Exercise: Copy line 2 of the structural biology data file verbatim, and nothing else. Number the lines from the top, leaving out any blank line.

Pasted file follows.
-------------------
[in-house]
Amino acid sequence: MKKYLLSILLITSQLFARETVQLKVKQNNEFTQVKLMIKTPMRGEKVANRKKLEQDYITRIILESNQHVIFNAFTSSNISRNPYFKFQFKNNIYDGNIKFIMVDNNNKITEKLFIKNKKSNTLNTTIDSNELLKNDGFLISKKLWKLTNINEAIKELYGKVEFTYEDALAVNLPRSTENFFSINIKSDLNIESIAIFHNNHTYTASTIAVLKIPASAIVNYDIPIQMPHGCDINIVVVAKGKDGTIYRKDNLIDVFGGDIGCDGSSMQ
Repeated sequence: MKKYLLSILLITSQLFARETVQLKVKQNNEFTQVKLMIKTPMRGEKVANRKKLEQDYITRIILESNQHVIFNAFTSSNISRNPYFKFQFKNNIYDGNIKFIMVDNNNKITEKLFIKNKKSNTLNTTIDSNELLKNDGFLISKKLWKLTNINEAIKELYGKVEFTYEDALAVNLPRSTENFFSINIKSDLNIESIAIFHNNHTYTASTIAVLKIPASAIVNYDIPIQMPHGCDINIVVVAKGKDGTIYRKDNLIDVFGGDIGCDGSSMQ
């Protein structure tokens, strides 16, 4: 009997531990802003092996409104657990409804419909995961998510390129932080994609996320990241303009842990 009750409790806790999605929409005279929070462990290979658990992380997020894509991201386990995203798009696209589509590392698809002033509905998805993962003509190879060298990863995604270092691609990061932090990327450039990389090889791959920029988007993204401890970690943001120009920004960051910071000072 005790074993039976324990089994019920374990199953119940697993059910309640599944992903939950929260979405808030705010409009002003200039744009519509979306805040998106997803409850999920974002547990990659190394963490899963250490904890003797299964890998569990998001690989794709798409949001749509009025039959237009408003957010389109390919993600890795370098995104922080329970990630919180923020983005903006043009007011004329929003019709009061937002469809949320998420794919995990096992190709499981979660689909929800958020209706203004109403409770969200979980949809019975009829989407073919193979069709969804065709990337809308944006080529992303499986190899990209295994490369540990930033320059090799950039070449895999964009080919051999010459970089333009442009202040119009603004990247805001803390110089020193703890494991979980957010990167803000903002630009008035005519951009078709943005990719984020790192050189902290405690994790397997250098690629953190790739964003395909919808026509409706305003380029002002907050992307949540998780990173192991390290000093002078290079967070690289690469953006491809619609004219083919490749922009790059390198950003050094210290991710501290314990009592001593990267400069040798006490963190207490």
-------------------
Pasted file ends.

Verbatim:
Amino acid sequence: MKKYLLSILLITSQLFARETVQLKVKQNNEFTQVKLMIKTPMRGEKVANRKKLEQDYITRIILESNQHVIFNAFTSSNISRNPYFKFQFKNNIYDGNIKFIMVDNNNKITEKLFIKNKKSNTLNTTIDSNELLKNDGFLISKKLWKLTNINEAIKELYGKVEFTYEDALAVNLPRSTENFFSINIKSDLNIESIAIFHNNHTYTASTIAVLKIPASAIVNYDIPIQMPHGCDINIVVVAKGKDGTIYRKDNLIDVFGGDIGCDGSSMQ